On TV: Local, national providers duke it out
SPOKANE, Wash. - Sick and tired of watching its market share eaten away by national companies that spend "lots of money" on TV ads, Inland Medical and Rehab has hit the airwaves, too.
The provider has budgeted $6,000 per month for TV, radio and newspaper ads. The ads present Inland Medical as a "local face" with attentive service, including in-home visits.
"We've been in business for 18 years, and we've never had to advertise," said Don Whitney, operations manager. "But the tide has changed. Before, sales were physician and PT directed. Now, through the TV and the Internet, the public is directing themselves to medical care. Public awareness is everything."
The first TV ad hit the airwaves in October; two other ads were added to the rotation in February. The ads, produced locally by Marjoni Marketing, air three to five times a day.
Inland Medical's not the first to duke it out with the nationals through TV ads. Late last year, more than a dozen providers signed on to air TV ads through a new service provided by VGM's U.S. Rehab.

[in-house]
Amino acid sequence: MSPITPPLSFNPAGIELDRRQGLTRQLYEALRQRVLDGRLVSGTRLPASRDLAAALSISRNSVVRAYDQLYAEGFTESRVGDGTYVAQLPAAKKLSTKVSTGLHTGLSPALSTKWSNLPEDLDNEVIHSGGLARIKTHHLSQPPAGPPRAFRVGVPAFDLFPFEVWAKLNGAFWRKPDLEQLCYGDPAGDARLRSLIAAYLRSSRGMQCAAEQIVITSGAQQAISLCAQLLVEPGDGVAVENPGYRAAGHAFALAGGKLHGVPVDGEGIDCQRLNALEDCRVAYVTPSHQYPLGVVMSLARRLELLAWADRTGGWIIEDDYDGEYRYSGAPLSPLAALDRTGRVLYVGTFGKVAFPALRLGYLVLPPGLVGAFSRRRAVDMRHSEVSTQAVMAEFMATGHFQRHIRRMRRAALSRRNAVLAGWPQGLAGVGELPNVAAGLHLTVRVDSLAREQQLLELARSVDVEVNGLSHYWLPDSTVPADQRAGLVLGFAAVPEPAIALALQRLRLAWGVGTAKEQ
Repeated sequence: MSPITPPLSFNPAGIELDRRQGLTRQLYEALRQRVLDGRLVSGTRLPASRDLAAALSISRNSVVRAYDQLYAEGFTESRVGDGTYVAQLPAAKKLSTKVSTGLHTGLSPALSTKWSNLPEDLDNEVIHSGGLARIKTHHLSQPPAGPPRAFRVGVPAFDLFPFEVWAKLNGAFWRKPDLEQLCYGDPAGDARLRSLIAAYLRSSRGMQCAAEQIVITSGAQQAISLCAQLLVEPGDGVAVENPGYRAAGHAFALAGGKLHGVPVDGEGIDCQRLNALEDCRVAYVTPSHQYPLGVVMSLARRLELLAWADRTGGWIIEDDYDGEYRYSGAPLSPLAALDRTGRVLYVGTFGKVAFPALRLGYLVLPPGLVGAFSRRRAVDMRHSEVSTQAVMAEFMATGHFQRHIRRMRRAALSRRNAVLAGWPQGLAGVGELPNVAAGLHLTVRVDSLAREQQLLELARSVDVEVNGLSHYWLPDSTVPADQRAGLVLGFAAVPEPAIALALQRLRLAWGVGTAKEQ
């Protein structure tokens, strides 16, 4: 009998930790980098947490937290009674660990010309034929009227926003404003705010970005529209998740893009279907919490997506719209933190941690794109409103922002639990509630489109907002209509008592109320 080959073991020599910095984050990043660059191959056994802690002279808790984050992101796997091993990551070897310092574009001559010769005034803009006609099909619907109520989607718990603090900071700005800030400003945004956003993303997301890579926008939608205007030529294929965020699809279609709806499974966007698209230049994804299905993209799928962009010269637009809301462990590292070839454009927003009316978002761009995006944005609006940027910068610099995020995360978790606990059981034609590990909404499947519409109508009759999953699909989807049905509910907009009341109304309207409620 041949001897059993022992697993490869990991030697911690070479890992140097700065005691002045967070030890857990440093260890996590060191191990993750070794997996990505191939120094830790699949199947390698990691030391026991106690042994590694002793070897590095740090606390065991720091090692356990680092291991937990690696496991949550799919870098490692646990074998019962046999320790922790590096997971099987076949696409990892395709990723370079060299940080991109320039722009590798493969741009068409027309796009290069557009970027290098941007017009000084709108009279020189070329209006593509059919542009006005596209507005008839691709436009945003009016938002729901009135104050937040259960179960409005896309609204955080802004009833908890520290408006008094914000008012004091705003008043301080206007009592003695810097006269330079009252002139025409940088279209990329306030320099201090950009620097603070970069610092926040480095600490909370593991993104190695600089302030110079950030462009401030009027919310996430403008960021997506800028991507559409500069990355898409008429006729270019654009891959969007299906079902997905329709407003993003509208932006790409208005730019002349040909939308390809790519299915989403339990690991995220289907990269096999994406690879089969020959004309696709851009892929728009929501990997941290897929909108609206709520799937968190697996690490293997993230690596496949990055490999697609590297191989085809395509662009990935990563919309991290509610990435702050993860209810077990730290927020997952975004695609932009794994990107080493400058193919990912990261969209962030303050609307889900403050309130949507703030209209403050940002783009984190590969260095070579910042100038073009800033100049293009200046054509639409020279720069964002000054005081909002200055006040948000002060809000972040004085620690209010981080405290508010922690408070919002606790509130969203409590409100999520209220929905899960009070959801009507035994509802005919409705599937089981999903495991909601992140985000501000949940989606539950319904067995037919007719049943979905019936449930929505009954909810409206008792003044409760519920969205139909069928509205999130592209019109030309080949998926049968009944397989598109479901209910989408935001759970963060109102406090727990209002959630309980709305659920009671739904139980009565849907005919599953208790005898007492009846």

Another provider, WestMed Rehab in Rapid City, S.D., is working on an ad campaign to promote its rehab services. It already runs TV and newspaper ads for its respiratory, orthotic and prosthetic services. WestMed's motto: "Home Town, Home Owned, World Class."
"(TV advertising) is a growing trend," said Tim Pedersen, owner of WestMed and co-chairman of AAHomecare's rehab council. "I wouldn't say everyone's doing it, but everyone's thinking of doing it. We're all trying to think of the best way to give local providers the competitive advantage over the national, 1-800 number provider types."
It's still early, but for Inland Medical, the ads have already begun to tip the scales in its favor: The provider receives three to five calls a day from the ads, Whitney said.
But even with successful ad campaigns under their belts, providers must stay on their toes, Pedersen said.
"In an ironic twist, the national providers are becoming adept at disguising themselves as local providers," he said. "It's a game, and we've learned how to play it. We've uncovered our fair share of nationals masquerading as locals."